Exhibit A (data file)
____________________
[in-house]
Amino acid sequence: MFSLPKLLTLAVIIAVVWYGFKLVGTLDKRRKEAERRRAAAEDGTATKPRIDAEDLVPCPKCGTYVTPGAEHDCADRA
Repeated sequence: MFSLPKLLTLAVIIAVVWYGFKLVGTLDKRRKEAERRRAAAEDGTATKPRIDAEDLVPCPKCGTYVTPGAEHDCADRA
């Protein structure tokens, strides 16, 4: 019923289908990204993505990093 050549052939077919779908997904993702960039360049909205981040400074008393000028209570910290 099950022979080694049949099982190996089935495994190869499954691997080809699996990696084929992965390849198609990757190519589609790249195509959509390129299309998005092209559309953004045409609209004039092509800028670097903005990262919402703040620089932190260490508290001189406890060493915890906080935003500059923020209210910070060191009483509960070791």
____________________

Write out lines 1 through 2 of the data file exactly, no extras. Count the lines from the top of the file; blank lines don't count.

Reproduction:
[in-house]
Amino acid sequence: MFSLPKLLTLAVIIAVVWYGFKLVGTLDKRRKEAERRRAAAEDGTATKPRIDAEDLVPCPKCGTYVTPGAEHDCADRA